MP3 and Me
How I stopped worrying and learned to love online music file-sharing (sort of).
12:00 AM, Oct 16, 2002 • By LEE BOCKHORN
AMONG MY twenty-something peers at The Weekly Standard, I'm thought to be a bit of a premature old fogy. Perhaps it's my stuffed-shirt sartorial choices, my TV preferences (Turner Classic Movies over the WB), or my taste in music (Duke Ellington over Eminem). What can I say? I'm a cranky old man trapped in a 26-year-old's body.
Another sign of this is my reluctance to embrace the world of online music file-sharing. First, let me stipulate that I'm no Luddite: I send e-mail and instant messages all the time, shop on Amazon and eBay, and buy my airline tickets online, too. But until recently, two things kept me from participating in the online music phenomenon. First, I missed the original wave of file-sharing madness (the use among college students of the now-defunct program Napster took off just after I graduated). More important, though, I've always had qualms about not paying an artist for their music, particularly since I was a music major in college.
Lately, however, I've succumbed to temptation. My descent into the world of downloading MP3s began innocently enough. Last spring, I saw the talented young singer Norah Jones perform on television. Bewitched by the fetching and honey-voiced Miss Jones, I bought her album, and also saw her play a concert here in June. (She sounds as good live as she does on the CD.) Jones ended her set with a heartbreaking encore rendition of "The Tennessee Waltz." So a few days later I visited her website and found an MP3 file, available for free, of Jones's performance of "Tennessee Waltz" recorded at an April concert in Chicago. I downloaded it, and got the free iTunes program for my Mac so I could play the song on my computer.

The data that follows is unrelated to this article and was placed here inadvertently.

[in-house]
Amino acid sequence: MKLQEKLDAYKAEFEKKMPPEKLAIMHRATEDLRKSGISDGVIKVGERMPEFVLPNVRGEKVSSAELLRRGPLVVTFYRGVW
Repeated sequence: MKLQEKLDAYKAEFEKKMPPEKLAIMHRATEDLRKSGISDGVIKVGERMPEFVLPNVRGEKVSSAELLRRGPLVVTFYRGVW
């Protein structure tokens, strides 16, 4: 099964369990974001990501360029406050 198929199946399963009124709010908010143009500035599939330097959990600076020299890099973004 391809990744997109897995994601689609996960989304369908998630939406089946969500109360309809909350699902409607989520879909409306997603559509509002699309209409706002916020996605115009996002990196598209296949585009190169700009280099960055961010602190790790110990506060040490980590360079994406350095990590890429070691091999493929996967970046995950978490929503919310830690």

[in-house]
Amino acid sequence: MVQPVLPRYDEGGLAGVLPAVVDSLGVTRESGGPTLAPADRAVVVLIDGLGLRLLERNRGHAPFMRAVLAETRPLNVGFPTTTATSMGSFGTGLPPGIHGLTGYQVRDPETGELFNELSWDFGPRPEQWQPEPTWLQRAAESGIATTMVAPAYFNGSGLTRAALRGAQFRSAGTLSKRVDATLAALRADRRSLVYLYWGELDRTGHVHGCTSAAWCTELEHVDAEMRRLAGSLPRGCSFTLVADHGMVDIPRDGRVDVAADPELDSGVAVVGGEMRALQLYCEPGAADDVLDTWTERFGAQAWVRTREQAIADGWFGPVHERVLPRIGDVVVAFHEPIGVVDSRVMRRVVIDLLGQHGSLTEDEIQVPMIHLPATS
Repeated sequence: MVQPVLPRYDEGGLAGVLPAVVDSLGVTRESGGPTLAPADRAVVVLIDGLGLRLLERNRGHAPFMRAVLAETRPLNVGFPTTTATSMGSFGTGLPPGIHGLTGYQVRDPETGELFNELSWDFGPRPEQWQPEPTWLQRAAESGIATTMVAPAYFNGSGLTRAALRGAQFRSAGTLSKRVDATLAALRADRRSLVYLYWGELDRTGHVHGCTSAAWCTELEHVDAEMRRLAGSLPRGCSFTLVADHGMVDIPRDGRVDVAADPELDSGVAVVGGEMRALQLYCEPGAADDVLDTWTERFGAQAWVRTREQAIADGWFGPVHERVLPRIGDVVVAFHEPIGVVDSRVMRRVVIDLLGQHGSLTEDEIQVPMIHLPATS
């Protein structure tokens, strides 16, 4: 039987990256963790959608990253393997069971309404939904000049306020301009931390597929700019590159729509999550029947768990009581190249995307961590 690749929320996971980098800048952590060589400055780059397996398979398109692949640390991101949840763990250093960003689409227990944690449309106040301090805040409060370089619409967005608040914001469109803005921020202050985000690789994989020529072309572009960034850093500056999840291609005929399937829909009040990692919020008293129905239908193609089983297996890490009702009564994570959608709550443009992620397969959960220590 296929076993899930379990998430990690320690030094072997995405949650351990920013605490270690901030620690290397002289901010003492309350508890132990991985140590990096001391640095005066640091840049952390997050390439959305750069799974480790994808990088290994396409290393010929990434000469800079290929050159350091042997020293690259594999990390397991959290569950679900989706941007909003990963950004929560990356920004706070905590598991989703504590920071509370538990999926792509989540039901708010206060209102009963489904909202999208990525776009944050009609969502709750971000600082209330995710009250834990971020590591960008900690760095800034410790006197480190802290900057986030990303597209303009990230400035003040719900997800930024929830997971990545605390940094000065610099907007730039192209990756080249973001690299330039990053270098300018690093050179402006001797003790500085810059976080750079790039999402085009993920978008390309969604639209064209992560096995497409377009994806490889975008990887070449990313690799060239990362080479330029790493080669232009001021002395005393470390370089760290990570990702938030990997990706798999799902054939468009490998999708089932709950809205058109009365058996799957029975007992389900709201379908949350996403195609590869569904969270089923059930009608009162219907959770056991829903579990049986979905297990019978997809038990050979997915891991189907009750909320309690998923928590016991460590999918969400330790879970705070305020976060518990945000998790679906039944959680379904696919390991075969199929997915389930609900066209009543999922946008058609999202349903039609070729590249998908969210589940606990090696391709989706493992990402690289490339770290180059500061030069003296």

I felt no guilt about this--I'd bought the woman's album and paid to see her perform live, and she was offering the song on her website for free. But then I started to wonder what this MP3 file-sharing stuff was all about, so I downloaded LimeWire, one of the many successors (along with Kazaa and Morpheus) to Napster. Unlike Napster, these new "peer-to-peer" file-sharing programs are decentralized or operate overseas, making them less susceptible to legal challenges from the recording industry (for now, anyway).
My online music experience so far has been a mixed bag. I've acquired about 30 files via LimeWire from something called the Gnutella Network--everything from Mozart to the Beatles, Etta James to George Strait. The MP3 technology itself is unquestionably wonderful, and peer-to-peer file-sharing does offer some real perks: For example, I was able to get the few Stevie Wonder songs I wanted without having to drop $40 on a two-disc set of "greatest hits."
But there are also drawbacks. The availability of songs is dependent upon whether other people simultaneously on the network are sharing the types of music I want. Also, since I haven't yet bothered to get a broadband line, it can take a good 25 minutes to download a three-minute song over my slow-as-molasses modem connection. But even more nagging than these practical obstacles is my old-fogy notion that if I'm going to acquire someone's music, I should be willing to pay them for it. If I want to download "My Cherie Amour," Stevie Wonder should get a cut of whatever price a true market--not a market massively distorted by illegal sharing of copyrighted material--determines the song is worth. (Jonathan Last disagrees with me about the morality of market distortions here.)
FIGURING OUT the rights and wrongs of music file-sharing isn't easy. I've spent the last few weeks trying to decipher things like the Digital Millennium Copyright Act of 1998, the international Berne Convention for the Protection of Literary and Artistic Works, and the concept of "fair use" in copyright law. I hesitate to opine on all this for two reasons: one, I'm not a lawyer (praise God); and two, whatever I write is likely to be ground into hamburger by sharp lawyer-bloggers like Glenn Reynolds.